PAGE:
Defensive end Kyle Moore, 6-7, 250 from Warner Robins, Ga., could not play in the game because of a basketball commitment. However, his 19 quarterback sacks this season proved that he has the burst, leverage and body control to remain at that position in college. Oklahoma, Tennessee, Miami, George and Florida State are still in the hunt.

    The No. 1 defensive lineman in California is Averell Spicer, 6-2, 262 of Rancho Cucamonga. This season he recorded 70 tackles, 14 quarterback sacks and caused five fumbles. He is exceptionally quick, has been timed 11.2 in the 100 meters and is committed to USC.

    The smallest member of the elite defensive linemen is Spencer Atkins, 6-0, 230 from Naples, Fla. He is a super strong, tough, instinctive and remarkably quick end who gets great leverage and comes off the ball like a rocket. He totaled 12 sacks and 19 tackles for losses on his way to earning all-state honors for the second year in a row. He is committed to Miami (Fla.).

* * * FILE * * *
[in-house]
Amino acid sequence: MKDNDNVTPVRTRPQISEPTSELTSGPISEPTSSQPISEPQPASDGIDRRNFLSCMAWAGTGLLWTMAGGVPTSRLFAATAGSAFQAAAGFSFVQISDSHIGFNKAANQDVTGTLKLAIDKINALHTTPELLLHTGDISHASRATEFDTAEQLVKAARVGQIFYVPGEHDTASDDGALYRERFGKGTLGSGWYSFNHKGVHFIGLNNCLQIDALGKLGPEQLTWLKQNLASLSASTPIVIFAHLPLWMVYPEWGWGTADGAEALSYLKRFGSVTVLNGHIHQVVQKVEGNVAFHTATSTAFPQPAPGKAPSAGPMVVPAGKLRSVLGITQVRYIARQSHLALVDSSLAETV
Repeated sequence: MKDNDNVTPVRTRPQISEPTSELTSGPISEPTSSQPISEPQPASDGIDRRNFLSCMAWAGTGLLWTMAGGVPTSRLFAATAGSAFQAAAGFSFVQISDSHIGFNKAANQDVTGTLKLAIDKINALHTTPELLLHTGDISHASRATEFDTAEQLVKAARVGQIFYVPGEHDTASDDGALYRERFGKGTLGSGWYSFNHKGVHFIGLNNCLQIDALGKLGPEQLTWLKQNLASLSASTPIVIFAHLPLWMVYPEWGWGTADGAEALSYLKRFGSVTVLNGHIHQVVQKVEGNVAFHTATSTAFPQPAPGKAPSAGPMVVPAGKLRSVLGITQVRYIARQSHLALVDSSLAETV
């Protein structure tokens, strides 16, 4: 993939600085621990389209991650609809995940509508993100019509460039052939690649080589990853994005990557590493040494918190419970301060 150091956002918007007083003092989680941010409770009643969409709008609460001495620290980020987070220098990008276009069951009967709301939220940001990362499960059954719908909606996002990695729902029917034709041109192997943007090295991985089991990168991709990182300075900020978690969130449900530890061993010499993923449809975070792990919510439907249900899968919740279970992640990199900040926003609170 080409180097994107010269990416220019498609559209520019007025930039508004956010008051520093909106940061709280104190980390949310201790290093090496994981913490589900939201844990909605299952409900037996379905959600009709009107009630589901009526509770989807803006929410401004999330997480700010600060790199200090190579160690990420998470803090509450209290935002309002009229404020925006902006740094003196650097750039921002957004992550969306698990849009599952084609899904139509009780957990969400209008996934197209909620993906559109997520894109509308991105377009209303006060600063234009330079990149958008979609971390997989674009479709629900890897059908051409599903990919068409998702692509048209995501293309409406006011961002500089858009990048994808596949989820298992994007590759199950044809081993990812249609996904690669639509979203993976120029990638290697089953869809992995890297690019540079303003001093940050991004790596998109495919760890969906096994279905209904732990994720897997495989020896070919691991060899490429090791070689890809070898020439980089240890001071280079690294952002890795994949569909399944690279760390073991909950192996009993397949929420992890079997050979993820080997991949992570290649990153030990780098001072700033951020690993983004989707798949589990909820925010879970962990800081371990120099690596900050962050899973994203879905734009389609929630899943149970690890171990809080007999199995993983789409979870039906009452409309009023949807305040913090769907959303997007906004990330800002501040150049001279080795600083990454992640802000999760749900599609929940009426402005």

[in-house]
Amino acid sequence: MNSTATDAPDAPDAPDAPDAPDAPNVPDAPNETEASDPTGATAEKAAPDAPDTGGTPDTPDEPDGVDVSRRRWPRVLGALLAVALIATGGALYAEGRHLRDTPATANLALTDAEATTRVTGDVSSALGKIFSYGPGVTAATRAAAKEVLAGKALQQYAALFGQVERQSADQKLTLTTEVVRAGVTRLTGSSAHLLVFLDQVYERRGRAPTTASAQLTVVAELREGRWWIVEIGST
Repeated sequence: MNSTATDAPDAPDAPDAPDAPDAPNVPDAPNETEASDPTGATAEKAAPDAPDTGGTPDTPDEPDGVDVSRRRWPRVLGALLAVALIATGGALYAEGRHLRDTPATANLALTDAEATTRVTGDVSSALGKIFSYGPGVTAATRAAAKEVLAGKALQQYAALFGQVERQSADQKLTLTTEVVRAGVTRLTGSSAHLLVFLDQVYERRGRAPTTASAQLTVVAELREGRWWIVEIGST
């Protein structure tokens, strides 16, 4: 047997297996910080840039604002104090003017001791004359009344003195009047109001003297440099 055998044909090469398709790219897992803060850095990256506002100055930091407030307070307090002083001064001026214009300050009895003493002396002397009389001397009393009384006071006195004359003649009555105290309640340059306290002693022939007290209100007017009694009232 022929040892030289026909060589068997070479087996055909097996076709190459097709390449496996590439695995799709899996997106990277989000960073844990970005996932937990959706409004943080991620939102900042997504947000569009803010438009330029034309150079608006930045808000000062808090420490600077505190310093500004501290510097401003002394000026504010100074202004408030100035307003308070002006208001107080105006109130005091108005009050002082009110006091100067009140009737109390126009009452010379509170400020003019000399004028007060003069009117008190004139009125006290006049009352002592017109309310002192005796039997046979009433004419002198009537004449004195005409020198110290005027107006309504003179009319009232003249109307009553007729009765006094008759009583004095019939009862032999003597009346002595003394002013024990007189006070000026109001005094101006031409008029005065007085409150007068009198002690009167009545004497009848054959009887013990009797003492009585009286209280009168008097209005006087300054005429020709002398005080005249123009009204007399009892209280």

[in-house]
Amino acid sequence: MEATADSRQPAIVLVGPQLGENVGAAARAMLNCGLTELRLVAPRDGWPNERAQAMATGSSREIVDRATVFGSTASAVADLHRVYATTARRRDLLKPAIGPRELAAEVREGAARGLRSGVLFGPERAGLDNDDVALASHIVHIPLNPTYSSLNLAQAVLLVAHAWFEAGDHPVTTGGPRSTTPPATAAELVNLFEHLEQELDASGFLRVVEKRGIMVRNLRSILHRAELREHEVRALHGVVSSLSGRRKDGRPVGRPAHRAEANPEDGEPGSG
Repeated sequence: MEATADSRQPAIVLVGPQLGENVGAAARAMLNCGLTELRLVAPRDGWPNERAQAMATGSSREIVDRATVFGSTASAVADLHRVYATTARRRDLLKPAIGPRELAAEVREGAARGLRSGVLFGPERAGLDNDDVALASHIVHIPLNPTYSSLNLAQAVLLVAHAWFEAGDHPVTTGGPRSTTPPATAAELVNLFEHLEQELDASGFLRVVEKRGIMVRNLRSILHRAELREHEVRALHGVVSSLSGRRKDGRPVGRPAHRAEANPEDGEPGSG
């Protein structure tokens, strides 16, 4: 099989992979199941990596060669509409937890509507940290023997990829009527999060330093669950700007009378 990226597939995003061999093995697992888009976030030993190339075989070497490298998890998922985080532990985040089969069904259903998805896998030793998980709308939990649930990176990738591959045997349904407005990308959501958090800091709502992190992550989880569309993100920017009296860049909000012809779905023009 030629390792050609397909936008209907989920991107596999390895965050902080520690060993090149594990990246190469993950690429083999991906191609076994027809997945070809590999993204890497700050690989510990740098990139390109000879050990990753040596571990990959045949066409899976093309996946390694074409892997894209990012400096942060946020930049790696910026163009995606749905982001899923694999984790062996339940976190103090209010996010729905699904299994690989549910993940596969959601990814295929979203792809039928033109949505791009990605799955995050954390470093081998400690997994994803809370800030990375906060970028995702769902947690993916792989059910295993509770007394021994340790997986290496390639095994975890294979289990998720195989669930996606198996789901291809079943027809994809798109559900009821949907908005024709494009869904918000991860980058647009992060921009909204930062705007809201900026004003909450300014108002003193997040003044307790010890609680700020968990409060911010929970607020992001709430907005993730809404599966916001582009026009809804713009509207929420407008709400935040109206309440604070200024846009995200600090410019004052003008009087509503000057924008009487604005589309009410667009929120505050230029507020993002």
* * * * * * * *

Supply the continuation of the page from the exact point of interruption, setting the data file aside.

The play of several of the nation's most heavily sought linebackers at the U.S. Army All-America Game showed that this is a better-than-average year at that position.

    For instance, during a break in practice, linebacker Travis Beckhum, 6-5, 220 of Oak Creek, Wis., threw a football 75 yards and then punted one 60 yards, proving what a great athlete he is. Also in practice, he hammered several running backs hard enough to send them to the sidelines. The Wisconsin commitment is the fastest of all the nation's top linebackers.